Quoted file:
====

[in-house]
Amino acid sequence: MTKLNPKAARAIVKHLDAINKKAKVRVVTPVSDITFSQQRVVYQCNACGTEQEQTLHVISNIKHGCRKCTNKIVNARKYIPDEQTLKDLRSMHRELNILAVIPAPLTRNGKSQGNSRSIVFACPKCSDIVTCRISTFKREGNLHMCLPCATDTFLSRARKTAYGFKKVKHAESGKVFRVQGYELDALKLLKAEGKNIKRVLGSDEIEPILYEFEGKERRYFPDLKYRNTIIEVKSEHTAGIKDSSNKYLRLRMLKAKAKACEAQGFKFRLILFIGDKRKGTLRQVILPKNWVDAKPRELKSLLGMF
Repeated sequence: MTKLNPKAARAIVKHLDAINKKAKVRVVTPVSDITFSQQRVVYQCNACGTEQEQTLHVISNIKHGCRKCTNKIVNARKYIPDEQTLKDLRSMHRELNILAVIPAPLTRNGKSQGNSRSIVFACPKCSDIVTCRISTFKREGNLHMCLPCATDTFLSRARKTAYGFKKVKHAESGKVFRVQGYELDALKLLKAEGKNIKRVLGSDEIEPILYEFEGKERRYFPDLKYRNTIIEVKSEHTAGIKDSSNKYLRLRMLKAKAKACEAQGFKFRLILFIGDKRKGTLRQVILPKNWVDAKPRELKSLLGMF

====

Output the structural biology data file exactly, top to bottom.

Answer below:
[in-house]
Amino acid sequence: MTKLNPKAARAIVKHLDAINKKAKVRVVTPVSDITFSQQRVVYQCNACGTEQEQTLHVISNIKHGCRKCTNKIVNARKYIPDEQTLKDLRSMHRELNILAVIPAPLTRNGKSQGNSRSIVFACPKCSDIVTCRISTFKREGNLHMCLPCATDTFLSRARKTAYGFKKVKHAESGKVFRVQGYELDALKLLKAEGKNIKRVLGSDEIEPILYEFEGKERRYFPDLKYRNTIIEVKSEHTAGIKDSSNKYLRLRMLKAKAKACEAQGFKFRLILFIGDKRKGTLRQVILPKNWVDAKPRELKSLLGMF
Repeated sequence: MTKLNPKAARAIVKHLDAINKKAKVRVVTPVSDITFSQQRVVYQCNACGTEQEQTLHVISNIKHGCRKCTNKIVNARKYIPDEQTLKDLRSMHRELNILAVIPAPLTRNGKSQGNSRSIVFACPKCSDIVTCRISTFKREGNLHMCLPCATDTFLSRARKTAYGFKKVKHAESGKVFRVQGYELDALKLLKAEGKNIKRVLGSDEIEPILYEFEGKERRYFPDLKYRNTIIEVKSEHTAGIKDSSNKYLRLRMLKAKAKACEAQGFKFRLILFIGDKRKGTLRQVILPKNWVDAKPRELKSLLGMF